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IntraOmmaya compartmental radioimmunotherapy using 131I-omburtamab-pharmacokinetic modeling to optimize therapeutic index.

Authors
  • Yerrabelli, Rahul S1, 2
  • He, Ping3
  • Fung, Edward K4, 5
  • Kramer, Kim1
  • Zanzonico, Pat B4
  • Humm, John L4
  • Guo, Hongfen1
  • Pandit-Taskar, Neeta6
  • Larson, Steven M6
  • Cheung, Nai-Kong V7
  • 1 Department of Pediatrics, Memorial Sloan Kettering Cancer Center, 1275 York Avenue, New York, NY, 10065, USA.
  • 2 Carle Illinois College of Medicine, University of Illinois at Urbana-Champaign, 807 South Wright Street, Suite 320, Champaign, IL, 61820, USA.
  • 3 Renaissance School of Medicine, Stony Brook University, 101 Nicolls Road, Stony Brook, NY, 11794, USA.
  • 4 Department of Medical Physics, Memorial Sloan Kettering Cancer Center, 1275 York Avenue, New York, NY, 10065, USA.
  • 5 Weill Cornell Medicine, 1300 York Avenue, New York, NY, 10065, USA.
  • 6 Department of Radiology, Memorial Sloan Kettering Cancer Center, 1275 York Avenue, New York, NY, 10065, USA.
  • 7 Department of Pediatrics, Memorial Sloan Kettering Cancer Center, 1275 York Avenue, New York, NY, 10065, USA. [email protected]
Type
Published Article
Journal
European Journal of Nuclear Medicine
Publisher
Springer-Verlag
Publication Date
Apr 01, 2021
Volume
48
Issue
4
Pages
1166–1177
Identifiers
DOI: 10.1007/s00259-020-05050-z
PMID: 33047248
Source
Medline
Keywords
Language
English
License
Unknown

Abstract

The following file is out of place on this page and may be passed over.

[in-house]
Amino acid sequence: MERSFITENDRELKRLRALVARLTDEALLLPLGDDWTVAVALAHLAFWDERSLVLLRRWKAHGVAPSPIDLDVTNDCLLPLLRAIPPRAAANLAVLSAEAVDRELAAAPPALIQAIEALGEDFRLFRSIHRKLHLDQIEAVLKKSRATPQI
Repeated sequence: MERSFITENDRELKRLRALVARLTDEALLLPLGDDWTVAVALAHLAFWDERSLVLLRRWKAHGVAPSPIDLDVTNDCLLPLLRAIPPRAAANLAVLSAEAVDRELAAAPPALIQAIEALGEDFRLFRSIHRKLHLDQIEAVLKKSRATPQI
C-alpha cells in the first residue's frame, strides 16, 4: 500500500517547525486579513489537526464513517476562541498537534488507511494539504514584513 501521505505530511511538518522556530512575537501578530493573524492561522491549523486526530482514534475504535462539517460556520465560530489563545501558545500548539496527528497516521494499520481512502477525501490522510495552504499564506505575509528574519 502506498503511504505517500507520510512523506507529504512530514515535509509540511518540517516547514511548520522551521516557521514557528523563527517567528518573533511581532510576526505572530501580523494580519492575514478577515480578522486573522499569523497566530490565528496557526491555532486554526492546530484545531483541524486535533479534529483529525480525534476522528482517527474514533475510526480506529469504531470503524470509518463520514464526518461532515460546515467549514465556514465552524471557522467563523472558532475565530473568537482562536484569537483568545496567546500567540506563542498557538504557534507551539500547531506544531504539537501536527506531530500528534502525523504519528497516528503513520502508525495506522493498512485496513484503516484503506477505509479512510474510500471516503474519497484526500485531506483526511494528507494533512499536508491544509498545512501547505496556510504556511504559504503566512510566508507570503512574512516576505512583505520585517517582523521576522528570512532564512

Radioimmunotherapy (RIT) delivered through the cerebrospinal fluid (CSF) has been shown to be a safe and promising treatment for leptomeningeal metastases. Pharmacokinetic models for intraOmmaya antiGD2 monoclonal antibody 131I-3F8 have been proposed to improve therapeutic effect while minimizing radiation toxicity. In this study, we now apply pharmacokinetic modeling to intraOmmaya 131I-omburtamab (8H9), an antiB7-H3 antibody which has shown promise in RIT of leptomeningeal metastases. Serial CSF samples were collected and radioassayed from 61 patients undergoing a total of 177 intraOmmaya administrations of 131I-omburtamab for leptomeningeal malignancy. A two-compartment pharmacokinetic model with 12 differential equations was constructed and fitted to the radioactivity measurements of CSF samples collected from patients. The model was used to improve anti-tumor dose while reducing off-target toxicity. Mathematical endpoints were (a) the area under the concentration curve (AUC) of the tumor-bound antibody, AUC [CIAR(t)], (b) the AUC of the unbound "harmful" antibody, AUC [CIA(t)], and (c) the therapeutic index, AUC [CIAR(t)] ÷ AUC [CIA(t)]. The model fit CSF radioactivity data well (mean R = 96.4%). The median immunoreactivity of 131I-omburtamab matched literature values at 69.1%. Off-target toxicity (AUC [CIA(t)]) was predicted to increase more quickly than AUC [CIAR(t)] as a function of 131I-omburtamab dose, but the balance of therapeutic index and AUC [CIAR(t)] remained favorable over a broad range of administered doses (0.48-1.40 mg or 881-2592 MBq). While antitumor dose and therapeutic index increased with antigen density, the optimal administered dose did not. Dose fractionization into two separate injections increased therapeutic index by 38%, and splitting into 5 injections by 82%. Increasing antibody immunoreactivity to 100% only increased therapeutic index by 17.5%. The 2-compartmental pharmacokinetic model when applied to intraOmmaya 131I-omburtamab yielded both intuitive and nonintuitive therapeutic predictions. The potential advantage of further dose fractionization warrants clinical validation. ClinicalTrials.gov , NCT00089245.

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